The data for hypodontia, excluding the third molars, in both genders combined varies from 0.3% in the Israeli population [38] to 11.3% in the Irish [39] and 11.3% in Slovenian populations. [36] Al-Ajwadi [40] reported that the hypodontia in Iraqi is mostly seen in upper lateral incisors and lower second premolar followed by lower central incisors, upper central incisors, and finally the lower lateral incisors.

Recently, Hassan et al. reported that the prevalence of hypodontia of in Sudanese sample was 5.1%. Hypodontia was found considerably more frequently in the mandible than in the maxilla. The distribution of missing teeth was noticed in the left side more than in the right side. The most frequently missing teeth were the maxillary lateral incisors, followed by the mandibular second premolars, maxillary second premolars, and mandibular left lateral incisor. The majority of patients had two or three teeth missing, but rarely more than five teeth missing. [41]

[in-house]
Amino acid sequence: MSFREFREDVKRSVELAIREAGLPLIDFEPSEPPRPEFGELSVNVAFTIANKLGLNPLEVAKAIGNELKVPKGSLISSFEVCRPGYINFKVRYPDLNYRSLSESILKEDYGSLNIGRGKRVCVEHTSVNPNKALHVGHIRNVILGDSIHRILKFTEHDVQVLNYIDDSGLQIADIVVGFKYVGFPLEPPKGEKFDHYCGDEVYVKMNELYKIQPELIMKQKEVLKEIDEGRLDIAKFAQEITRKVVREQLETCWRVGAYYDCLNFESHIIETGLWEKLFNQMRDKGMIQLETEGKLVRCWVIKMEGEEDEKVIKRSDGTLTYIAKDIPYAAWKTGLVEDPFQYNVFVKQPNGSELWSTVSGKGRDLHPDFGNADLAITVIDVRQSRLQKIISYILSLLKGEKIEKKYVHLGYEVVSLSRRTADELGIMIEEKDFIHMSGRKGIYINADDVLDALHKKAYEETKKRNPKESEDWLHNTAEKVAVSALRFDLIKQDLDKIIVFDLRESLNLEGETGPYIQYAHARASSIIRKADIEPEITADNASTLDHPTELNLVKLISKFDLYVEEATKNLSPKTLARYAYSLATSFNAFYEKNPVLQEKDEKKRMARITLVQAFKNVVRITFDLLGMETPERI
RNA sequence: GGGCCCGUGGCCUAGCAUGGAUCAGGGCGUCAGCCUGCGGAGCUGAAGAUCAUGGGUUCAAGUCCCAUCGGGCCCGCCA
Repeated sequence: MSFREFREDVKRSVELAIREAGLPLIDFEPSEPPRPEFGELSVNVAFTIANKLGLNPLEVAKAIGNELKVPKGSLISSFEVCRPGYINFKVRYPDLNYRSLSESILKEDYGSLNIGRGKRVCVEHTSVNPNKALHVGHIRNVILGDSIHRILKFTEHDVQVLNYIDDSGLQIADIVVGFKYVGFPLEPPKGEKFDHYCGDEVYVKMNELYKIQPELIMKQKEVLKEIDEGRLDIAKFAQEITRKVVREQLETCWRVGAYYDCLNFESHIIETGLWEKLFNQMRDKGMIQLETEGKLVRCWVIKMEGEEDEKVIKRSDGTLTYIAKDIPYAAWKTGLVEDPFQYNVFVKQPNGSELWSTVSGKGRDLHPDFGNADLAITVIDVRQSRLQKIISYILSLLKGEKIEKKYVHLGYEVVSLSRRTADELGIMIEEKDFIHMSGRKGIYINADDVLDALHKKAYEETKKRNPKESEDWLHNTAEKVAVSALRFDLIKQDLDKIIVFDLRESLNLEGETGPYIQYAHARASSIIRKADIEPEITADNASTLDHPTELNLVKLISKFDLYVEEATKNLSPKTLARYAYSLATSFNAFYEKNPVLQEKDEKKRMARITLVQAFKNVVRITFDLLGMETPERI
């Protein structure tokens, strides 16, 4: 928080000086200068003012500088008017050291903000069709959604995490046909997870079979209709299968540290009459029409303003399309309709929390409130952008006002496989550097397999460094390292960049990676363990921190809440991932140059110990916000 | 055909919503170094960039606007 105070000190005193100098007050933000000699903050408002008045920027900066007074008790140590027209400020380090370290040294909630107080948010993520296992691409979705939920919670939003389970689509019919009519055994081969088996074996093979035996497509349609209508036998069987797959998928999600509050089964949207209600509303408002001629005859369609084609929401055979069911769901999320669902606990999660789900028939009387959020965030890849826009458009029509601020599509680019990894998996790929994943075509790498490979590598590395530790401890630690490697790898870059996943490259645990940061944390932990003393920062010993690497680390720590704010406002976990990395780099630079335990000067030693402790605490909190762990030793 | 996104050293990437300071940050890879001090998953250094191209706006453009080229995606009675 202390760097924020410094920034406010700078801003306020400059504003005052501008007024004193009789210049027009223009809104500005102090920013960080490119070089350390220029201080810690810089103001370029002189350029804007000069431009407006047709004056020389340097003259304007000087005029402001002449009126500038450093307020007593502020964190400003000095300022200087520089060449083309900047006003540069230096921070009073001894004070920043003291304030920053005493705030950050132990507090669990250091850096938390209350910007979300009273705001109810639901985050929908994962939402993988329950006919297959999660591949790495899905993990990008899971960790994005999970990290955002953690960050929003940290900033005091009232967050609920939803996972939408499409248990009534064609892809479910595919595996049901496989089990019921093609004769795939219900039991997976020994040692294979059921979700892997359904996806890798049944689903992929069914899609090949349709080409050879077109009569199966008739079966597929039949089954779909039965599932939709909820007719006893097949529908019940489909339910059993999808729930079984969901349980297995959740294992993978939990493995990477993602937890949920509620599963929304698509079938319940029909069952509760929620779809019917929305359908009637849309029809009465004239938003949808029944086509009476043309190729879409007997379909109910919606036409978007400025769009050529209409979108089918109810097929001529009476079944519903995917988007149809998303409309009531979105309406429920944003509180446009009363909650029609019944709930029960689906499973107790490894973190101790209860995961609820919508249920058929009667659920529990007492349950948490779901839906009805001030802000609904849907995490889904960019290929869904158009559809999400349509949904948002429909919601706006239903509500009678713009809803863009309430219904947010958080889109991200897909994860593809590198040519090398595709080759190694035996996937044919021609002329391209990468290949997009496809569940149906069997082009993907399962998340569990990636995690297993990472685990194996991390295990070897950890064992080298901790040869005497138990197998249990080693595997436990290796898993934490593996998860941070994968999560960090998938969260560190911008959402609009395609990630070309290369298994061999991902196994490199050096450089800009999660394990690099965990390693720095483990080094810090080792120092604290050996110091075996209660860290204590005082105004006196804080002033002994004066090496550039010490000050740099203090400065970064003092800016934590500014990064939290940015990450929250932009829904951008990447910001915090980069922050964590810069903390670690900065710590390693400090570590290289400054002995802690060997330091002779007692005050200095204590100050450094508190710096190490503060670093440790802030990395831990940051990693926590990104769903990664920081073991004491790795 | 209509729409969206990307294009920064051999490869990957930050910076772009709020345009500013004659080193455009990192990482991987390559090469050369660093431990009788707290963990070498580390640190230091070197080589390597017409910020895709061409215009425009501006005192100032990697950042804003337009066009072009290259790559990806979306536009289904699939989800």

More recent, Abdel Jawad et al. conducted a study of hypodontia among Qatari patients. They reported that the prevalence of hypodontia was 6.2% (females 8% and males 4.2%; P < 0.05). The majority of patients had one or two missing teeth. There were no significant differences between right and left sides for any particular tooth. The most frequently missing teeth were maxillary lateral incisors (36.2%), followed by mandibular second premolar (32.6%) and maxillary second premolar (20.2%). Hypodontia was more commonly found unilaterally than bilaterally (63.2% and 44.3%, respectively). [42]

Aims of the Study

Literature search revealed only one study was done to investigate the prevalence of hypodontia in the permanent dentition in Qatari population. [43] Therefore, the aims of this retrospective cross-sectional study were to document the prevalence, distribution of hypodontia in permanent dentition in a sample of Qatari patients selected from a dental center with different age range and to compare the results with the reported findings of other populations.